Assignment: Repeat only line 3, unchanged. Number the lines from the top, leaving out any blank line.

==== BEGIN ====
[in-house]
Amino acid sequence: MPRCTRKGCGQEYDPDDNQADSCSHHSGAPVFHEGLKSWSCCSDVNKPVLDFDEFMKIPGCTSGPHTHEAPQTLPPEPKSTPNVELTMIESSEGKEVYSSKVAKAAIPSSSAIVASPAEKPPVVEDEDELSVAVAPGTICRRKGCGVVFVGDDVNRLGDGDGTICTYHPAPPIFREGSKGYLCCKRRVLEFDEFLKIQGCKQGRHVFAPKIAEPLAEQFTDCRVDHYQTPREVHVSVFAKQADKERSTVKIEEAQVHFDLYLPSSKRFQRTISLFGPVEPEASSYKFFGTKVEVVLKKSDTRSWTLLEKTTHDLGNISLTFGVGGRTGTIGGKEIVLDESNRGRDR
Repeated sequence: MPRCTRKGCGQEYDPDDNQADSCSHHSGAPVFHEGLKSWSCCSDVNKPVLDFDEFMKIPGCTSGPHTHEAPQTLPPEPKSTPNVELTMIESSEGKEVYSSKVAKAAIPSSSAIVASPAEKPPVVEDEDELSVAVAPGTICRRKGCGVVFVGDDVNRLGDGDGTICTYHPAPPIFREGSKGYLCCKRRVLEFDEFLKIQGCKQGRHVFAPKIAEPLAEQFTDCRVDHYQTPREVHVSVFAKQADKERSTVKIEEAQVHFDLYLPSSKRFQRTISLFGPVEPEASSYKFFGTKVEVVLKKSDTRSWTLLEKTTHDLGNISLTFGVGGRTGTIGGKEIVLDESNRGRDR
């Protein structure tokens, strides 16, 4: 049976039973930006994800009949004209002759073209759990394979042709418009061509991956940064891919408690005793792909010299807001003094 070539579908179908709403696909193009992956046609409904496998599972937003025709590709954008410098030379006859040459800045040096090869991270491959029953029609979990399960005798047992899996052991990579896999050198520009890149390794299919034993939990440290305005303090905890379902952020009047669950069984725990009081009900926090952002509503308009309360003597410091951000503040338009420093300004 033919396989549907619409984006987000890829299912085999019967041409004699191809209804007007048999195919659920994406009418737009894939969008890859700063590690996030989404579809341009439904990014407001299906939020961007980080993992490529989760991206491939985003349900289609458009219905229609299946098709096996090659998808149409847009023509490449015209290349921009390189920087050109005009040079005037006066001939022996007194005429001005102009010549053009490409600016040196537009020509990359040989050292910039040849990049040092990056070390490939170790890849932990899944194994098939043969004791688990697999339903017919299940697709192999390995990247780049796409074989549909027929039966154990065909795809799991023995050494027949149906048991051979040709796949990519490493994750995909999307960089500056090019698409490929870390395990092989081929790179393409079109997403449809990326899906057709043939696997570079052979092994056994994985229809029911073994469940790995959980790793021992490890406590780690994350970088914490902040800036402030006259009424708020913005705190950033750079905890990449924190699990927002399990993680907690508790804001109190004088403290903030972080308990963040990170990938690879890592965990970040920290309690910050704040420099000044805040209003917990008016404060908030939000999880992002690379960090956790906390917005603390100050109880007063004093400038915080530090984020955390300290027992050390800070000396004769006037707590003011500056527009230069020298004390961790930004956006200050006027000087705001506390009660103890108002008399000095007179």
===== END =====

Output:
Repeated sequence: MPRCTRKGCGQEYDPDDNQADSCSHHSGAPVFHEGLKSWSCCSDVNKPVLDFDEFMKIPGCTSGPHTHEAPQTLPPEPKSTPNVELTMIESSEGKEVYSSKVAKAAIPSSSAIVASPAEKPPVVEDEDELSVAVAPGTICRRKGCGVVFVGDDVNRLGDGDGTICTYHPAPPIFREGSKGYLCCKRRVLEFDEFLKIQGCKQGRHVFAPKIAEPLAEQFTDCRVDHYQTPREVHVSVFAKQADKERSTVKIEEAQVHFDLYLPSSKRFQRTISLFGPVEPEASSYKFFGTKVEVVLKKSDTRSWTLLEKTTHDLGNISLTFGVGGRTGTIGGKEIVLDESNRGRDR